Mota-Engil, the company that has made billions of kwacha in construction projects in Malawi, made some periodic payments in 2010 and 2011 to the late president Bingu wa Mutharika personally.
The construction company made separate cheque payments to the late president from as low as K1 million (about $4 000) to as high as K10 million (about $40 000) at a time. The Nation has seen paid cheques amounting to K13.5 million (about $54 000).
Mutharika, who died at the height of whispers regarding his relationship with Mota-Engil, also had some of the company’s cheques deposited directly into his personal accounts at some commercial banks.
This week, Mota-Engil, which also built Mutharika’s Villa Casablanca and his final resting place Mpumulo wa Bata at Ndata Farm in Thyolo, defended the payments as donations towards a cause.
Our investigations, which are part of The Nation’s efforts to establish Mutharika’s sources of wealth speculated to be in billions of kwacha, revealed that, among others, Mota-Engil made the cheque deposits into the late president’s personal bank account number 0140001886701 at Capital City Branch of Standard Bank.
One cheque worth K10 million was deposited into Mutharika’s Standard Bank account number 0140001886701 on March 3 2010.
On the deposit slip, the depositor only identified himself as Mota-Engil, but the signature is the same as the one on an FMB cheque number 9480 belonging to Mota-Engil.
This signature is also on two other cheques The Nation managed to source during the month-long investigation.
On verification with Mota-Engil sources, it was claimed the K10 million cheque was deposited by a Mota-Engil chief accountant who is currently out of Malawi on leave. The other signature on the three cheques is for managing director Antonmarco Zorzi.
The other two cheques are numbered 12570 (worth K2.5 million) and 12571 (worth K1 million). These cheques were written on March 24 2011. The Nation could not immediately establish which account they were deposited into.
But all the three cheques were drawn from the Mota-Engil Engenhara Eco FMB current account number 0000740254008.
In an interview on Wednesday, Zorzi said all the three cheques were payments for three books he got at the auction of The African Dream, Mutharika’s book launched in February 2011.
Said Zorzi: “The issue of these cheques is something very simple and official. There was an auction and actually one of the books was offered to me personally.
“One of the books was K10 million, the other K2.5 million and the other K1 million. I can’t remember exactly.”
But information shows that the K10 million cheque being referred to was deposited on March 3 2010 and not in 2011 when Mutharika’s book was launched.
Zorzi parried fears that his payments to Mutharika may have been used to influence contract awards, explaining that Mota-Engil has been successful in most bids for construction projects because they are always the lowest bidder.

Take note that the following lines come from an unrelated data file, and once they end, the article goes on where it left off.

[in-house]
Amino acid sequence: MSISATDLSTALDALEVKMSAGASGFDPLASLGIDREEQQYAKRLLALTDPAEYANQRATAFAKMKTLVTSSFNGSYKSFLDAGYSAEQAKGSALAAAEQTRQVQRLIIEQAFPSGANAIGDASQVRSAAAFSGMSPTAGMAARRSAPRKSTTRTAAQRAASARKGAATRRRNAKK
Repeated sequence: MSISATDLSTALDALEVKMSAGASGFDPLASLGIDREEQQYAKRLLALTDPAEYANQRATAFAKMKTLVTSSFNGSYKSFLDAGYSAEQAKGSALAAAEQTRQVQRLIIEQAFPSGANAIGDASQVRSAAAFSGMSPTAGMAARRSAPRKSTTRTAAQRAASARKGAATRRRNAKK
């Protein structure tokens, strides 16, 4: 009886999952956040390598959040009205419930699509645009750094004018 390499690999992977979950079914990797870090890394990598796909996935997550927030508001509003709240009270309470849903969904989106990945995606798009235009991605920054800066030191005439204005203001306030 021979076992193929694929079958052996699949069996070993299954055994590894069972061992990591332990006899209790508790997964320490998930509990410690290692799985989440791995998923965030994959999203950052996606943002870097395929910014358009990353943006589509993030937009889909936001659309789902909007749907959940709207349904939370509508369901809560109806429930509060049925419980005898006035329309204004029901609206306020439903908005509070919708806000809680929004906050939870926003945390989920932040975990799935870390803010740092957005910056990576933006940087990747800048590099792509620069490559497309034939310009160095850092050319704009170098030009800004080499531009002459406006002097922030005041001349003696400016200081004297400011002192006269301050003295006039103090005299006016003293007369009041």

“We are the lowest because we are a big company and we know how to put up successful proposals. You can verify with the Ministry of Finance or Roads Authority,” said Zorzi.
Mota-Engil came in Malawi in 1990 and one of their first projects was the construction of part of the M5 Lakeshore Road between Dwangwa and Nkhata Bay which started the same year. But the firm only became a major player in the local construction industry during the Mutharika regime.
“Their second project was the Msulira-Nkhotakota Road, which was executed between 2001 and 2004. Since 2001, Mota has been participating in a number of road project tenders and have been successful in some of them [the tenders],” confirmed Roads Authority chief executive officer Paul Kulemeka in an e-mail this week.
Figures sourced from the Roads Fund Administration show that Mota-Engil has, as of August this year, made about K53 billion (about $212 million) in construction jobs in Malawi, most of which during the Mutharika reign.
Out of this, K26 billion was direct payment from government funded projects while K27 billion came from donor-funded projects.
Apart from road projects, Mota-Engil has other contracts with government in other transport-sub-sectors. For example, it holds the deal to construct the late Mutharika’s pet project, the Nsanje World Inland Port.
In October 2010, Mota-Engil’s chairperson of board of directors Antonio Mota also came to Malawi to sign a concession to operate transport services on Lake Malawi. The Mota chairperson also attended the launch of the Nsanje World Inland Port.
Meanwhile, the Catholic Commission for Justice and Peace (CCJP), a governance arm of the Roman Catholic Church, has said the payments to Mutharika personally compromised issues of governance.
Said Chris Chisoni, CCJP’s national secretary: “Therefore, laws need to be enacted for public disclosure of bank accounts for presidents and from time to time, declaration on bank balances ought to be made to the public.
“The right to privacy cannot prevail on public figures who are mandated to lead the development agenda when trends show self-enrichment is the order,”
Chisoni suggested a thorough investigation by the Anti-Corruption Bureau (ACB) and fiscal police to ascertain the authenticity of the Mota-Engil contracts in the country and whether the personal payments could be construed as kickbacks.